When people on the outside learned I was in Iraq, they’d ask me if I was in combat. Some would ask if I ever returned fire or shot at someone. Others get right to the point, the real question on their mind, and say, “Have you ever killed anyone?” People want the drama, I guess. They want the action, the blood, and guts, the violence. They want a first-hand account of the ultimate primal experience. They want to fantasize themselves in a position they could never be in, and here I am doing the same thing.

“Yep.” The cop took a long drink from his glass. “I was the one doing the shooting. Fucking people don’t listen, then people get hurt.”

It sounded a little too canned, like a line from an action movie. I couldn’t tell if he was telling the truth or just messing with me, the way people do in bars. We didn’t say anything else. I changed my mind about wanting to hear the rest of the story because I’d already read about it in the paper. Some sixty-year-old lady got shot and killed in a shoplifting incident. The paper made the police response sound like a complete cluster fuck. I wish I could’ve been there to see the mess, a fly on the wall. The news or even someone’s first-hand account is just their version of the events. But there are always more sides to every story. You have to experience it yourself if you really want to see and hear and feel all the details. When I tried to imagine the scene, sometimes I would be the big cop and other times I’d be the old lady in the line of fire.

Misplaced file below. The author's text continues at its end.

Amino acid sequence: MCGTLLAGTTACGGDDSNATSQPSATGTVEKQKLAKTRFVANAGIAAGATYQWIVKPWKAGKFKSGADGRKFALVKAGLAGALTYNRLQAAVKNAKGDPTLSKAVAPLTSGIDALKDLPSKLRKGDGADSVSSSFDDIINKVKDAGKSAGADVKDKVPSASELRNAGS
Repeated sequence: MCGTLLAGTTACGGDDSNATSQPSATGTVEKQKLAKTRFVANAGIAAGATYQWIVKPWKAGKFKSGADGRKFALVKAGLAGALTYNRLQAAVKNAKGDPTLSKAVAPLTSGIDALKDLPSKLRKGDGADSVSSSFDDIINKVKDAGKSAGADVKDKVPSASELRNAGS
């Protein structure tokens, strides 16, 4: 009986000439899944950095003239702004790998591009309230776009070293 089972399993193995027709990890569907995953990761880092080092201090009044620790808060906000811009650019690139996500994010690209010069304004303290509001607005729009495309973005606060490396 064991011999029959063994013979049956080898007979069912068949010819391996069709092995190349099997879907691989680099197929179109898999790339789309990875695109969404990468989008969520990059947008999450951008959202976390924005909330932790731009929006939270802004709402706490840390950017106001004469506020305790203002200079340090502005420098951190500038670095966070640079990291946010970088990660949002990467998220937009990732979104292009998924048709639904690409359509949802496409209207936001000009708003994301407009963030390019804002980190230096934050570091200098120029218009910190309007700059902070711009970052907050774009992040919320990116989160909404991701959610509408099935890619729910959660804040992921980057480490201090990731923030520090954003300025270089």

By the time I hit puberty there’d been too many nights of the old man on the couch mumbling wisdom and guidance to me, so my mother threw him out and served him divorce papers. He never paid my mother a cent in child support, so he ended up in prison on a deadbeat Dad sentence, not exactly the most respectable way to end up doing time. I can only imagine what kind of stories he dreamt up to maintain some kind of prison cred.